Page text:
There’s been some discussion on the Giants and Dan Uggla. The Giants, who drastically need to upgrade their offense, have been rumored as a suitor for Uggla despite claims that nothing is imminent. With Freddy Sanchez’s ability to play third base — he’s logged over 1,300 career innings at the position — the Giants could very well add another bat at second base. Let’s check out Uggla’s numbers for hitting, fielding, and baserunning from 2006-2009 to try and get an idea of what he would offer the Giants.
Uggla’s calling card has always been his bat — and for good reason. By FG’s park-adjusted batting runs, Uggla’s bat has been worth 11, 10.9, 24.4, and 14.5 runs above average over the past 4 seasons. Uggla will swing-and-miss a lot (career K% of 26.1%) but he offsets his strikeouts with the ability to draw walks (career BB% of 10.9%) and hit for power (career ISO of .225). Uggla’s offensive package has been worth anywhere from +1 to +2 wins per season.
One thing that I thought was interesting was that Uggla actually posted his 2nd best season with the bat last year despite hitting for a career low BABIP of .277. Uggla’s .243 batting average from his ’09 season will turn off BA junkies, but he walked at a career high of 14% per plate appearance and he still hit for above average power. As a hitter, Uggla will walk, strikeout, and hit the longball.
Another interesting aspect is Uggla’s defense. He’s never been known as a gloveman. Tango’s 2009 Fan Scouting Reports for 2B has Uggla ranked near the bottom for the position — somewhere between Skip Schumaker and Ronnie Belliard. His fielding runs (based on UZR scores) have fluctuated a good bit. He’s run the course from +6.9 runs above average to -10.1 runs below average. Scouting reports and the fielding data should lead us to believe that Uggla is most likely a below-average defensive 2B. If we use a simple 5/4/3 weighting for 2010, we would project Uggla in the neighborhood of -5 runs at 2B. Below average, but not a bottom dweller defender.
Finally, Uggla profiles as an average, if slow-footed runner. His baserunning scores are pretty respectable for a guy that’s never stolen more than 6 bags in a season. He’s adding a tiny bit of value with his feet on the base paths.
Costs and Positions
Since 2006, Uggla has been worth 4.1, 2.7, 4.9, and 2.9 wins above replacement level. Why then would the Marlins want to part with an above-average player like Uggla? One word: money. Uggla earned $5.35M in 2009 with the Marlins and the team, always in cost-cutting mode, surely doesn’t like the idea of paying Uggla for 2010. If Uggla goes back to arbitration, he should earn between $8-9M for next season. There’s a good chance the Marlins would like to save themselves some cash and turn Uggla into prospects or pre-arb players.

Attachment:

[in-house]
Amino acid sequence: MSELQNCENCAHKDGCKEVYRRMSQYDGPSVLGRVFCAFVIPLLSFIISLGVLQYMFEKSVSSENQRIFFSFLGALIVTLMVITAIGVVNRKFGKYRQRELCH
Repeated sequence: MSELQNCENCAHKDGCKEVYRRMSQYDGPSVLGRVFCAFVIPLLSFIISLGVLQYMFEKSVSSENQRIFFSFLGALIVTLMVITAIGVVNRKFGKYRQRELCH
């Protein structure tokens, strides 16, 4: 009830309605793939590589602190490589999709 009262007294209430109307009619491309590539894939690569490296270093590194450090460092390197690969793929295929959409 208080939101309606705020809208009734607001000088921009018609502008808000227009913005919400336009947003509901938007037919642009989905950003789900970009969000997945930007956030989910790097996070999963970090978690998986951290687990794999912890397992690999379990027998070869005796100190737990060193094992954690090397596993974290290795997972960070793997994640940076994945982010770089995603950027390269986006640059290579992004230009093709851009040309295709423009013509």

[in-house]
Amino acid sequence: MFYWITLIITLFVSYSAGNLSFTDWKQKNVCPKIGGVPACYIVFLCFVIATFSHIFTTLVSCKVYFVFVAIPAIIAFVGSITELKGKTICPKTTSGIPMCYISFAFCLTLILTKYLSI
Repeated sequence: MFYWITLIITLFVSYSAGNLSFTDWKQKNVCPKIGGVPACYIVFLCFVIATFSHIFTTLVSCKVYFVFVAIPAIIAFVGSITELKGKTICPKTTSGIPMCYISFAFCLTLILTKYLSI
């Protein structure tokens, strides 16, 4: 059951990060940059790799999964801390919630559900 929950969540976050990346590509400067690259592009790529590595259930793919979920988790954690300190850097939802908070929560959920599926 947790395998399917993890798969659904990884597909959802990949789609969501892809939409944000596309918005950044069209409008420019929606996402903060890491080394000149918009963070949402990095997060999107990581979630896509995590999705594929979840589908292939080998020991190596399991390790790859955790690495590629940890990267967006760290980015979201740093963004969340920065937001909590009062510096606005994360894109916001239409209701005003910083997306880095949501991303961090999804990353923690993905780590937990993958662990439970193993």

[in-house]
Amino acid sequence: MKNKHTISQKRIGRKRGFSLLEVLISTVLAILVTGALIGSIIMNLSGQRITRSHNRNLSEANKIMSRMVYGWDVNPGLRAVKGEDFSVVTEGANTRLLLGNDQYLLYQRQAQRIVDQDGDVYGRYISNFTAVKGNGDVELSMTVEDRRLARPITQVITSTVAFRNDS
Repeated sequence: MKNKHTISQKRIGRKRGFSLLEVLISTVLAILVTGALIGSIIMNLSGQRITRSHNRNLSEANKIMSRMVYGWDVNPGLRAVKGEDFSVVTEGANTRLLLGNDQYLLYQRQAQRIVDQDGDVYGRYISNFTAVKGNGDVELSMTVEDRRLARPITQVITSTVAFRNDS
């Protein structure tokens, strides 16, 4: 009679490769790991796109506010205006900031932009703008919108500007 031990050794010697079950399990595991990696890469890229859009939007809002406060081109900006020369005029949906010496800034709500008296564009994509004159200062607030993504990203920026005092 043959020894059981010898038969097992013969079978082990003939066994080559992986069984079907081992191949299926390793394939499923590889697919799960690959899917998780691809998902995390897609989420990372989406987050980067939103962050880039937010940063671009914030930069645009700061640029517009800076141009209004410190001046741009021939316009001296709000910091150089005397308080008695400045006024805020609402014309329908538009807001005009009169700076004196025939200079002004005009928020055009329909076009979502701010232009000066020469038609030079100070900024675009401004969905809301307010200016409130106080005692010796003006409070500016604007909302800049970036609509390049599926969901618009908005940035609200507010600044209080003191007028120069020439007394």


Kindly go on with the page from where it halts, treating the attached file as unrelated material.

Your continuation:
There’s a good topic on Uggla’s value, here, but to acquire Uggla, the Giants would most likely have to part with B-ish prospects. Think Nick Noonan, Conor Gillaspie, or maybe even someone like Nate Schierholtz. The less of a trade package it would take to acquire Uggla, the better. It’s possible that the Marlins might be swayed more by salary relief right now than pure prospect potential.
If the Giants trade for Uggla, is he an upgrade for the team (assuming Sanchez is moved to 3B) over just acquiring a 1B and keeping Pablo Sandoval at 3B?
Two possible infield arrangements: (1) Sanchez 3B, Uggla 2B, Sandoval 1B vs (2) Sandoval 3B, Sanchez 2B, FA 1B worth 2.15 wins
If the Giants chose to install Uggla in the infield and shift Sanchez to third and Pablo to first, you should see something around 8.3 wins for the three players based on 700 PA’s — you can adjust the PT numbers accordingly if you want . If the Giants choose to keep Pablo at third and sign a 2.15 win first baseman (Johnson, Delgado, Branyan, LaRoche) then the combination between the 3 positions is about 8.8 wins. That’s a difference of .5 wins between the two configurations.
I think it goes to show that until Sandoval shows that he can’t field third base any more you should leave him put to maximize his value. The difference in positional adjustments between 1B vs. 3B is 15 runs (-12.5 runs vs. +2.5 runs). Assuming average defense at 1B, until Sandoval starts playing 3B at -10 runs, you should probably leave him put. The other question I think this raises is this: is it better to trade prospects for Uggla or is it better to sign a 1B from the FA market? Player’s like Nick Johnson and Carlos Delgado could be cheap 1-year acquisitions. It’s going to depend on how much the Marlins want for Uggla. If they are going to give him away, you could save the money spent on 1B and apply it to the OF (Mike Cameron?). Most likely signing a FA 1B instead of trading resources for Uggla is the better bet. You retain your prospects and as long as Sandoval can play 3B, you’ve got a more favorable setup (by a swing of .5 wins) for three infield positions.
Uggla could be a nice backup option if the price is right and the Giants can’t settle on a 1B. As long as Sandoval can field 3B at around -5 runs, it makes more sense to upgrade 1B than it does to acquire Dan Uggla which would most likely shift Sandoval to 1B.